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Post-stroke bacteriuria among stroke patients attending a physiotherapy clinic in Ghana: a cross-sectional study

Authors Donkor ES, Akumwena A, Amoo PK, Owolabi MO, Aspelund T, Gudnason V

Received 14 June 2015

Accepted for publication 30 August 2015

Published 17 March 2016 Volume 2016:12 Pages 457—462

DOI https://doi.org/10.2147/TCRM.S90474

Checked for plagiarism Yes

Review by Single-blind

Peer reviewers approved by Dr Hoa Le

Peer reviewer comments 3

Editor who approved publication: Professor Garry Walsh

Eric S Donkor,1,5 Amos Akumwena,1 Philip K Amoo,2 Mayowa O Owolabi,3 Thor Aspelund,4,5 Vilmundur Gudnason4,5

1Department of Medical Microbiology, College of Health Sciences, University of Ghana, Accra, Ghana; 2Public Health Unit, Korle-Bu Teaching Hospital, Accra, Ghana; 3Department of Medicine, University College Hospital, University of Ibadan, Ibadan, Nigeria; 4Icelandic Heart Association Research Institute, Kopavogur, Iceland; 5Centre for Public Health Sciences, University of Iceland, Reykjavik, Iceland

Background: Infections are known to be a major complication of stroke patients. In this study, we evaluated the risk of community-acquired bacteriuria among stroke patients, the associated factors, and the causative organisms.
Methods: This was a cross-sectional study involving 70 stroke patients and 83 age- and sex-matched, apparently healthy controls. Urine specimens were collected from all the study subjects and were analyzed by standard microbiological methods. Demographic and clinical information was also collected from the study subjects. For stroke patients, the information collected also included stroke parameters, such as stroke duration, frequency, and subtype.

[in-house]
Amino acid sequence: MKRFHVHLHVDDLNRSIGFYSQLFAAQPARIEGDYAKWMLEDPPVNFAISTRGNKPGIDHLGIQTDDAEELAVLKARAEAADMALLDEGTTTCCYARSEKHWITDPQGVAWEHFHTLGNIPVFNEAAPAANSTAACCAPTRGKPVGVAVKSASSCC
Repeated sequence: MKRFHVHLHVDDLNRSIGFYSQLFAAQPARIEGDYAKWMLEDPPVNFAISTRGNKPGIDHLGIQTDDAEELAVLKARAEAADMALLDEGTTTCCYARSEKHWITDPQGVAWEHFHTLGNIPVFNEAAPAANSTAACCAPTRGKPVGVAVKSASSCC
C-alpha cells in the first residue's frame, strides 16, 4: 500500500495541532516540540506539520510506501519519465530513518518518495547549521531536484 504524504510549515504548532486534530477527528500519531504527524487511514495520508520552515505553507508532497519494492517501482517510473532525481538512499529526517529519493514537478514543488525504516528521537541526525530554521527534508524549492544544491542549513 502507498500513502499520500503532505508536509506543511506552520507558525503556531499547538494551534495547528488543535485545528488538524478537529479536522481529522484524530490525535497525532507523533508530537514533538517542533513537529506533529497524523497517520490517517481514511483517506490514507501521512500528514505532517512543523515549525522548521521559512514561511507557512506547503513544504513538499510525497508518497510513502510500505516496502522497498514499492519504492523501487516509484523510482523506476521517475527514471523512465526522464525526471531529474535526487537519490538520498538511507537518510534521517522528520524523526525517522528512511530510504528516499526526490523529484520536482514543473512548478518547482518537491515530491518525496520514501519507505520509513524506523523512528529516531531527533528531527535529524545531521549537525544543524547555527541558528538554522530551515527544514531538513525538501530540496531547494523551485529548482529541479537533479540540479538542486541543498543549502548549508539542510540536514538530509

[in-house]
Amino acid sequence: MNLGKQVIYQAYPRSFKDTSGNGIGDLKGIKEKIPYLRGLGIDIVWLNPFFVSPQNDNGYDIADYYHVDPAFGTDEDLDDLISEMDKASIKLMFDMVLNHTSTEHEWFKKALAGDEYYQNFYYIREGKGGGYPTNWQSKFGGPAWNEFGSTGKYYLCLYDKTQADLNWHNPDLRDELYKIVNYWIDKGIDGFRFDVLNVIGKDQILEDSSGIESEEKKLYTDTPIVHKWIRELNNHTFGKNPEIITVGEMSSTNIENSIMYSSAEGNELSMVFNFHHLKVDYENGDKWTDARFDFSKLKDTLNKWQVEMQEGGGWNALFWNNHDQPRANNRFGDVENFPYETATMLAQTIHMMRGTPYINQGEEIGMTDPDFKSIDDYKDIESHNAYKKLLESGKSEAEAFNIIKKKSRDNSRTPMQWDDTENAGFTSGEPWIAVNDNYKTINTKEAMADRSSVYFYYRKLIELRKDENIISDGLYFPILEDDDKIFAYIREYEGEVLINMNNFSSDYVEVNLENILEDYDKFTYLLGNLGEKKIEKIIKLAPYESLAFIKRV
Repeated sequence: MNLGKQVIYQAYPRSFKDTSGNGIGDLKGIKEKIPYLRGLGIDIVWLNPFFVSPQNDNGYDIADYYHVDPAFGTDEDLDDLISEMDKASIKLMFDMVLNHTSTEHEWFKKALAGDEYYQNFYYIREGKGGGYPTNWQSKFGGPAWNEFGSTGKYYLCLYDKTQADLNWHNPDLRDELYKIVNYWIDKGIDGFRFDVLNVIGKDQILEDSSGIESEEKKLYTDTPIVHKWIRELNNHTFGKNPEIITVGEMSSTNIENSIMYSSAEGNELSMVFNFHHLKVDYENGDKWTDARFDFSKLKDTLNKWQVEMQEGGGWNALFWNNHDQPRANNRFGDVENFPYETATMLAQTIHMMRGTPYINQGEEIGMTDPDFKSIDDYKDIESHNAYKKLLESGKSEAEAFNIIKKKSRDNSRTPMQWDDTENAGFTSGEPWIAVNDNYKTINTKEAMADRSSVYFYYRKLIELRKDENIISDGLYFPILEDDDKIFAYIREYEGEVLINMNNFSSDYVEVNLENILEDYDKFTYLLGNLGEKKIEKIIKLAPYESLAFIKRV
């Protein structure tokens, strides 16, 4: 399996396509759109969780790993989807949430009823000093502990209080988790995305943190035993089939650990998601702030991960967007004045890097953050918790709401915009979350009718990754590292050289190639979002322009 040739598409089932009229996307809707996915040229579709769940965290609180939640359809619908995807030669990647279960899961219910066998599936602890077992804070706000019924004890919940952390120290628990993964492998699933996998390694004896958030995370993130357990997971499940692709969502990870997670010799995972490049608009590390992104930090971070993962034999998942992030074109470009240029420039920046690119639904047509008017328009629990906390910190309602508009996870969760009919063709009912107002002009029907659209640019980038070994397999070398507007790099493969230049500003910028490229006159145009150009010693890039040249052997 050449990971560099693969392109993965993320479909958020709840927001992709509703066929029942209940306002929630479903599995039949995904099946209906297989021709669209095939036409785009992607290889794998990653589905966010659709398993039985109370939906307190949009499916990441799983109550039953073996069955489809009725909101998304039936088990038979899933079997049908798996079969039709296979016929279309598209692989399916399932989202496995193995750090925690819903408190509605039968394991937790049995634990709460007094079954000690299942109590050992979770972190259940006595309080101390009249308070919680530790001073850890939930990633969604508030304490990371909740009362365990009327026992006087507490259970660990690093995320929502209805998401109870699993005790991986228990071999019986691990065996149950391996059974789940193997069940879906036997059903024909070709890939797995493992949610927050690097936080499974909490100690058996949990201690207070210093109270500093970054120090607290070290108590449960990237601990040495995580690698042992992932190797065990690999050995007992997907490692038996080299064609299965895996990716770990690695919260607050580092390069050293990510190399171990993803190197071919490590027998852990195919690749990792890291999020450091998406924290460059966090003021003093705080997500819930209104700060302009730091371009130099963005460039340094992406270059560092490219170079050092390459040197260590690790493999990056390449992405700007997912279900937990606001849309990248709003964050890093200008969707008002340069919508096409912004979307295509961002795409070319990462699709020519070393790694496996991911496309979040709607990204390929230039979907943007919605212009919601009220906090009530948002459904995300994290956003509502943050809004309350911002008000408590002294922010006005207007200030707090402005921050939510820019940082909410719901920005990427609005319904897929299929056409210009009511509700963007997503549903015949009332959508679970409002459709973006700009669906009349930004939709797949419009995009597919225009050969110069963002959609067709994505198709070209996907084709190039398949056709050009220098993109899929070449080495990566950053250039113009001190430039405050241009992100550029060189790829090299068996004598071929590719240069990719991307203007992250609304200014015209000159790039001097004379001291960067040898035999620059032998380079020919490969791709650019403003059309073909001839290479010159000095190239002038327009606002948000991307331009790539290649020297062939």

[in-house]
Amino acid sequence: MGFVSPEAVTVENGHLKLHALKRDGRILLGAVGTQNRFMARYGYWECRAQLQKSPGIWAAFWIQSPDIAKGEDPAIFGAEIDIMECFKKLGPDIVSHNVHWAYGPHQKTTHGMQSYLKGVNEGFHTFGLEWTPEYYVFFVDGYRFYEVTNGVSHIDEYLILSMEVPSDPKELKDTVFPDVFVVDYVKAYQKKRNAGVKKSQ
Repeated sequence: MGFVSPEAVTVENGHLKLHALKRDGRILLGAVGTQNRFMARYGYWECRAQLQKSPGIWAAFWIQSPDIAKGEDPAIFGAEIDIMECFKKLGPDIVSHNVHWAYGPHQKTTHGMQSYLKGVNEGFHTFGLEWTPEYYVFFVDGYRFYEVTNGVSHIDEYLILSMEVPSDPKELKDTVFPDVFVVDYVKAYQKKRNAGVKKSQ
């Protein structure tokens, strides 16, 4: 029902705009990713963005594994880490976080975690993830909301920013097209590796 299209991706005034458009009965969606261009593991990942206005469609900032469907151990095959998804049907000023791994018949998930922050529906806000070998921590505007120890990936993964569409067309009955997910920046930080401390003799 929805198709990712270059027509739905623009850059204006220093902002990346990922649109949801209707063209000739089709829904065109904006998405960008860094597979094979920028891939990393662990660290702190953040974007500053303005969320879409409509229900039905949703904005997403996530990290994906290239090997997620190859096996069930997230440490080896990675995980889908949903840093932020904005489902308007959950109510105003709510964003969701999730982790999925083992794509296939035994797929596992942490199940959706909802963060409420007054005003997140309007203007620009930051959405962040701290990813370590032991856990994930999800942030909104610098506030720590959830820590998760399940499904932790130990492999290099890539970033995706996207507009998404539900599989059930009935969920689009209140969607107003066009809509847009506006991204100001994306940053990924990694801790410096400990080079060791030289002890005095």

Results: Bacteriuria was significantly higher among stroke patients (24.3%, n=17) than among the control group (7.2%, n=6), with a relative risk of 3.36 (confidence interval [CI], 1.40–8.01, P=0.006). Among the control group, all six bacteriuria cases were asymptomatic, whereas the 17 stroke bacteriuria cases comprised 15 cases of asymptomatic bacteriuria and two cases of symptomatic bacteriuria. Female sex (OR, 3.40; CI, 1.12–10.30; P=0.03) and presence of stroke (OR, 0.24; CI, 0.08–0.70; P=0.009) were significantly associated with bacteriuria. The etiology of bacteriuria was similar in both study groups, and coagulase-negative Staphylococcus spp. were the most predominant organisms isolated from both stroke patients (12.9%) and the control group (2.4%).
Conclusion: Stroke patients in the study region have a significantly higher risk of community-acquired bacteriuria, which in most cases is asymptomatic. Community-acquired bacteriuria in stroke patients appears to have little or no relationship with clinical parameters of stroke such as stroke subtype, duration and frequency.

Keywords: stroke-related bacteriuria, asymptomatic, urinary tract infections, hypertension, coagulase-negative staphylococci, urine

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